Node.js, JavaScript on the server side

Node.js, JavaScript on the server side


By David WORMS

Jun 12, 2010

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Waiting for the Next Big Language (NBL for Next Big Language), this is now 3 years or more since I predict to my customers a bright future for JavaScript as a programming language for server applications. My argument was based primarily on its aesthetics, simplicity and dynamic nature. Designed in 1995 by Sun Microsystems (acquired by Oracle) and Netscape (bought by AOL), its integration into Internet browsers has widely spread the language but it is only from around 2004 through the AJAX generation and web applications such as Gmail and Google Maps that the language received its nobility title and gained the attention of professionals.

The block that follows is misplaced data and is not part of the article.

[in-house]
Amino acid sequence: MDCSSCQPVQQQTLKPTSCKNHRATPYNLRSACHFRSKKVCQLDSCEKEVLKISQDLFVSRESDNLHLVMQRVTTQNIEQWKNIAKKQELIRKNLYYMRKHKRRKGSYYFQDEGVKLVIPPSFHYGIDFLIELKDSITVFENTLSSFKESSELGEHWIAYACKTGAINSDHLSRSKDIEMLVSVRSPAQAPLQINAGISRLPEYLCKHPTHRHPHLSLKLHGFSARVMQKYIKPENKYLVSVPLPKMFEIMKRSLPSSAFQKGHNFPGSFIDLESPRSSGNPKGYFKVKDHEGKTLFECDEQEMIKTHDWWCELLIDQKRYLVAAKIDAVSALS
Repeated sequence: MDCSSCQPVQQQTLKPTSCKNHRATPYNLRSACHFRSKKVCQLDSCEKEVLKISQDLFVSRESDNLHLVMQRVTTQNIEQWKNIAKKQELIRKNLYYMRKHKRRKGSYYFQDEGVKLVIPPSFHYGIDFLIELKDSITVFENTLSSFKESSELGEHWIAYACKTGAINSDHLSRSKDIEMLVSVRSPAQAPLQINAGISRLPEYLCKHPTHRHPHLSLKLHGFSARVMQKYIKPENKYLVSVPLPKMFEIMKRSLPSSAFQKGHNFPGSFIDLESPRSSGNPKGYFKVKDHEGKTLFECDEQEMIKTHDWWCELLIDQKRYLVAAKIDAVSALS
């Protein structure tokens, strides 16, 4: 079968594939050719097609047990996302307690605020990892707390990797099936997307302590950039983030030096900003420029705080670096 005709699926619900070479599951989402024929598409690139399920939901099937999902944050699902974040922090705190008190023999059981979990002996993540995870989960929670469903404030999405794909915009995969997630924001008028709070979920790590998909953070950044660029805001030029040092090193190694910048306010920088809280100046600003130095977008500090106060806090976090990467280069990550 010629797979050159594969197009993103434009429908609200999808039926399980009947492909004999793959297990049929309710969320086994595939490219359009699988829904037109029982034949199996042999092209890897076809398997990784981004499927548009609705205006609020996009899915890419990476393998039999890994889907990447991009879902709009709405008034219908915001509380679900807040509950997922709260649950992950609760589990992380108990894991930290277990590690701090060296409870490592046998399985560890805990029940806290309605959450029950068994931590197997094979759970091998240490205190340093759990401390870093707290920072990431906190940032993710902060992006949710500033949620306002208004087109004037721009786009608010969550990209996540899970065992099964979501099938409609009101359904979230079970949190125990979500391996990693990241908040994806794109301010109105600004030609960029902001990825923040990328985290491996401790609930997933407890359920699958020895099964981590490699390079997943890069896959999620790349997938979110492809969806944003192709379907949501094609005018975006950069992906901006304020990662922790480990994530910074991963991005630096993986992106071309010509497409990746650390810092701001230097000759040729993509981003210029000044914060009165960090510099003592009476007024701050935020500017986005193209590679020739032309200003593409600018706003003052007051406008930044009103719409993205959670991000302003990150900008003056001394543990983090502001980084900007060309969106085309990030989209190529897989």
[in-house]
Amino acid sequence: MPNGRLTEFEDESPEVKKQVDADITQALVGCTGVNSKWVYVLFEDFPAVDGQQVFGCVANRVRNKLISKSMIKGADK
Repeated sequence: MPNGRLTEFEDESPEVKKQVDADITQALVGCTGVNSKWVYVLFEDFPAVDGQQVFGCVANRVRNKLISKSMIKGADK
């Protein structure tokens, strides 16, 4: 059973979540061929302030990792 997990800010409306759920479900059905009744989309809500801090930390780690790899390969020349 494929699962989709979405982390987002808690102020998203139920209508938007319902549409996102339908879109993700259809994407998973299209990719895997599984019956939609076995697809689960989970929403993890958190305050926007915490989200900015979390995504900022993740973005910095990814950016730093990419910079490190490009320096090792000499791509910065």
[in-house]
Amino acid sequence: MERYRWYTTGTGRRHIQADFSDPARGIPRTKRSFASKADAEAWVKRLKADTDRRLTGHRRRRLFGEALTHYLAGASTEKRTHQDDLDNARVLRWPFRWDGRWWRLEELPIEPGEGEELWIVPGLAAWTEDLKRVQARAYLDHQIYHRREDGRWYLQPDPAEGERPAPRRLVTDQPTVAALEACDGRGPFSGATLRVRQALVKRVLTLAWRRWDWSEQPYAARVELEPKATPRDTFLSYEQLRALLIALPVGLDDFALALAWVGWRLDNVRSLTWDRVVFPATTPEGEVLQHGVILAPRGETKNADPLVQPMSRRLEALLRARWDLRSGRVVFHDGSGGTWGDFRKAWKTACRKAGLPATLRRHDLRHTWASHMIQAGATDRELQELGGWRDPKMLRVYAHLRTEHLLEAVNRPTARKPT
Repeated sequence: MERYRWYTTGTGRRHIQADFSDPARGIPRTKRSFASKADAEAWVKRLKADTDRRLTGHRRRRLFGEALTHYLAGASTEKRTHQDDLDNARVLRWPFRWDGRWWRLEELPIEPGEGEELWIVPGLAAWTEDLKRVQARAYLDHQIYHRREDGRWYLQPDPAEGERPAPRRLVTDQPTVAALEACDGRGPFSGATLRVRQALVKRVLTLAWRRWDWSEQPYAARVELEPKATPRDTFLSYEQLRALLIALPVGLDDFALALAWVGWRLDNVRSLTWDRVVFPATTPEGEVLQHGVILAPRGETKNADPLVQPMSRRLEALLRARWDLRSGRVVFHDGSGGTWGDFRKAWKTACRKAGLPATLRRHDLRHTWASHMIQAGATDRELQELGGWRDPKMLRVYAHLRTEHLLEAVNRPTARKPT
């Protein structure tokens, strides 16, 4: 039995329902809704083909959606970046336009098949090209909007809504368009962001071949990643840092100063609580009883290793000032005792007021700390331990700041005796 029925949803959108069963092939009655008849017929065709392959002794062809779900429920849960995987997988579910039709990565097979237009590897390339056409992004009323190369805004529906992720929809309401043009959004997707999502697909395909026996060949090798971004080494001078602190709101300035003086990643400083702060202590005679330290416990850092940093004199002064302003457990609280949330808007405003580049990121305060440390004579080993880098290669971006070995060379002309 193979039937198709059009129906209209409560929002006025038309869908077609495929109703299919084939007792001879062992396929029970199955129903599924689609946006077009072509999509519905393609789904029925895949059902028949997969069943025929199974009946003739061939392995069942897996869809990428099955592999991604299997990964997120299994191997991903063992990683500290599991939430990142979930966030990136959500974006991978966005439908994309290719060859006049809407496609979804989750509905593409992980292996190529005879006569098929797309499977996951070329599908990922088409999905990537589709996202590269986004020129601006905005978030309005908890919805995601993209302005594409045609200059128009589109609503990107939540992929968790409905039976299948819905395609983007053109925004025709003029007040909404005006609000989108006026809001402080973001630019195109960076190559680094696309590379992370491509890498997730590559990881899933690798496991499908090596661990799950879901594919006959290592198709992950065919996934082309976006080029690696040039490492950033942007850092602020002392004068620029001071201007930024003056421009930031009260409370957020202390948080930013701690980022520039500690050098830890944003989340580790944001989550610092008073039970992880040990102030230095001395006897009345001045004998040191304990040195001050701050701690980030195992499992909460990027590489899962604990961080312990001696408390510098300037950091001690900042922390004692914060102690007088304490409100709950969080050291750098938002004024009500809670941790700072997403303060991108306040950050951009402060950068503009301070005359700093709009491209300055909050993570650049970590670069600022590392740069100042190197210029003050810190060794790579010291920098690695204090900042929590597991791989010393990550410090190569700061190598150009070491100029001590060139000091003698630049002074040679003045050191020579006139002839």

Despite some unsuccessful efforts, its use was confined to Frontend, meaning web browsers in which it can animate web pages. In recent years, solutions have appeared in the Open Source community. I am thinking in particular of Helma, operating within a Java virtual machine and therefore easily integrable with the wider Java ecosystem, but also with more innovative solutions like Jaxer, whose peculiarity is to create a browser-like environment (like DOM manipulation) ) on the server. Of all, it is probably Narwhal which left me the strongest impression by its simple architecture and the modularity of the JavaScript interpreter.